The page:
St Peter, Swainsthorpe, photographed by Tony Walsh in 2019.

St Peter, Swainsthorpe


A rare oak carving of a roof angel in a south Norfolk round tower church was among the stars at a London summer exhibition. The Swainsthorpe angel was displayed in the Medieval Art in England at the Sam Fogg Gallery, off Bond Street in 2019.

Some of the finest examples of wood carvings, sculpture and jewellery for the month-long exhibition were brought together by a former Norwich School pupil, Matthew Reeves, who now lives near Aylsham. The angel, now in a private collection, was probably removed during the major 1885 restoration. Today, a replica can be seen with its fellows in the church roof. It features a large covered chalice, decorated with a cross, which is held in both hands. The angel is carved in relief and has a tunic, which stops just below his waist.

In common with most East Anglian roof angels, the body does not continue beyond this tunic. The angel has a stoic expression, with pursed lips, eyes wide open and raised eyebrows. Mr Reeves, who wrote the extensive catalogue, said that its round, fleshy face has a delicate nose and the hair is gathered into long pinecone clumps. This carving would have originally been a part of a larger scheme of angel figures pinned to the hammer beams of a church roof. The wings would have been separate fixtures attached between the figure and the beam.

In the later Middle Ages hundreds of angel roofs were made. Mr Reeves said that one of the first was the impressive hammer beam roof of Westminster Hall, built at the end of the 14th century. It has been suggested that the design for this first angel roof may have been influenced by King Richard II’s angel badge, which was included as a stone frieze in Westminster Hall.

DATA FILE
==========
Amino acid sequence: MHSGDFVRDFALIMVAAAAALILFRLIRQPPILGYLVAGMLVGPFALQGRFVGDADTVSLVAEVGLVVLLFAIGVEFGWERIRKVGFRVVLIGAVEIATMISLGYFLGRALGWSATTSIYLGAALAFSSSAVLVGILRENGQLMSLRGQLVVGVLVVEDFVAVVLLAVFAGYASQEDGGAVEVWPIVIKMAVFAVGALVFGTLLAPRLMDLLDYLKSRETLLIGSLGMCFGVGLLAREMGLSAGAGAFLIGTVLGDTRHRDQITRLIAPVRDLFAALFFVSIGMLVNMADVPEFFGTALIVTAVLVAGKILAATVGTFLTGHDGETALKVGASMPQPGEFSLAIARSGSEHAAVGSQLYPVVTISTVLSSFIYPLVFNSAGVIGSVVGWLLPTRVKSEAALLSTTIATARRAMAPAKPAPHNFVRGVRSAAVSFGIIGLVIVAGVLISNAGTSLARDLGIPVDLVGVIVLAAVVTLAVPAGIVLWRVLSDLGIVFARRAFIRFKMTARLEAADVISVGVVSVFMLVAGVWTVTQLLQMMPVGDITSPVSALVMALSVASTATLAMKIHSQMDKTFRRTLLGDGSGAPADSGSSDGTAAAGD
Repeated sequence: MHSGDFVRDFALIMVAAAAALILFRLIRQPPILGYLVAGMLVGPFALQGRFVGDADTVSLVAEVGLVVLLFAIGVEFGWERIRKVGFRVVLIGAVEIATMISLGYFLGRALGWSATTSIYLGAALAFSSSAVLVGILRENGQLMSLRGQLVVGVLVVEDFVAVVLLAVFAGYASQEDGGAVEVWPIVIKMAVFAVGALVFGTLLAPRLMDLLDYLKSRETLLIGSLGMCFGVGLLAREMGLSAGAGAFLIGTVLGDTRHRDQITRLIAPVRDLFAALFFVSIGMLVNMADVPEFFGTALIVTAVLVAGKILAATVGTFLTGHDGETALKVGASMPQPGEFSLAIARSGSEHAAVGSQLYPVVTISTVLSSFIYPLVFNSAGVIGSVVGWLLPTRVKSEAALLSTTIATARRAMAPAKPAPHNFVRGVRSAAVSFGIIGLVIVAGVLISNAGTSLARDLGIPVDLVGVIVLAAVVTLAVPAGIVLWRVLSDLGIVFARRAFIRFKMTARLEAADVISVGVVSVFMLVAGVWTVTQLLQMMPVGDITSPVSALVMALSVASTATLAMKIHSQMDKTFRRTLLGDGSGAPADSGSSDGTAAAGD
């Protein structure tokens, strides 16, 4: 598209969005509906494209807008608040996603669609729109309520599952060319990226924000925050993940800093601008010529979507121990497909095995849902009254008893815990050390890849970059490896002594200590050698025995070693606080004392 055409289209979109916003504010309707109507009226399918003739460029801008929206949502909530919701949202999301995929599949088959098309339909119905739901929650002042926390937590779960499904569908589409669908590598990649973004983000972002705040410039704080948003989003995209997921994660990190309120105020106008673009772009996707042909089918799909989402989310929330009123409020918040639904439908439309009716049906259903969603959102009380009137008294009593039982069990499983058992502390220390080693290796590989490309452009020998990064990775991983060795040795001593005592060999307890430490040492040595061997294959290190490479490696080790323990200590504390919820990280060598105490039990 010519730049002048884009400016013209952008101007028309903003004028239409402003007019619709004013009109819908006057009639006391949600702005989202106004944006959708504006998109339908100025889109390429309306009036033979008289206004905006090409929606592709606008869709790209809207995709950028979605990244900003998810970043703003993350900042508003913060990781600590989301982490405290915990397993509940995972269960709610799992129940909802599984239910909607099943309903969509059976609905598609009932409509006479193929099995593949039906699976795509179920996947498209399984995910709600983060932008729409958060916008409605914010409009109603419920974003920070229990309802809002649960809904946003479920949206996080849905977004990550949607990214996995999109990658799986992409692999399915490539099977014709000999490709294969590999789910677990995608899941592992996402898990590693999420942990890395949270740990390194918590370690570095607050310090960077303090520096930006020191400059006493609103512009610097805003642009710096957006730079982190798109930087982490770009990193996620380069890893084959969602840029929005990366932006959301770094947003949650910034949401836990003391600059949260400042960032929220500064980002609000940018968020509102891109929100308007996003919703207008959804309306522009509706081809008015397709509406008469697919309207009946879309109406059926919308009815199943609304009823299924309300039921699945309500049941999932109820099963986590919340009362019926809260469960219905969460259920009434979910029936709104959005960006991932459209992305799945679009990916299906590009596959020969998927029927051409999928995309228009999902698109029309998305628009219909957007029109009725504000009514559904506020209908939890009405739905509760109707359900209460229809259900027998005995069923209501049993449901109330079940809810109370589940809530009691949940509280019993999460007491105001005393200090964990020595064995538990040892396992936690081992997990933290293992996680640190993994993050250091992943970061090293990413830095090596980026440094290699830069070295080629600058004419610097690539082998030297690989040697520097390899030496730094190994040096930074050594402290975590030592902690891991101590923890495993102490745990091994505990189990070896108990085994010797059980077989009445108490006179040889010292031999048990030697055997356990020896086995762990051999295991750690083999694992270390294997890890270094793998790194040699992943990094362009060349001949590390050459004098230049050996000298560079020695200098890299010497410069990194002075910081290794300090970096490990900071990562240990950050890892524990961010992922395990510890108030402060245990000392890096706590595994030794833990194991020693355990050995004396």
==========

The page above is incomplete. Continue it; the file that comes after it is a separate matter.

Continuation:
The roof’s master carpenter was Hugh Herland, who is thought to have worked on another such roof in Great Yarmouth in 1394 after the Westminster project was completed. Mr Reeves said that this second project in Norfolk, where Herland was known to have worked with several local carpenters that probably caused the spread and popularity of angel roofs in East Anglia.

There are 170 surviving angel roofs although many are heavily damaged and restored and more than three-quarters are in East Anglia.

At Westminster Hall, the angels carry coats of arms, as can be expected of a royal undertaking. While coats of arms can be found in parish churches of East Anglia, other themes include an orchestra of angels holding musical instruments or angels carrying the instruments of the passion.

The Swainsthorpe angel holds the chalice that would have been presented to Christ as he prayed in the Garden of Gethsemane. This angel’s round face, his hair and simplified facial features are similar in style to the surviving angels at St Peter.

Thought to have been carved before 1500, it measures 56cm (22ins) by 24.5cm (10ins). It shows some signs of woodworm damage and to features including breaks at the tip of the nose and chin. Taken from The Round Tower magazine (December 2019)

Picture (above of chalice angel) Courtesey, Sam Fogg, London. Others by Tony Walsh.

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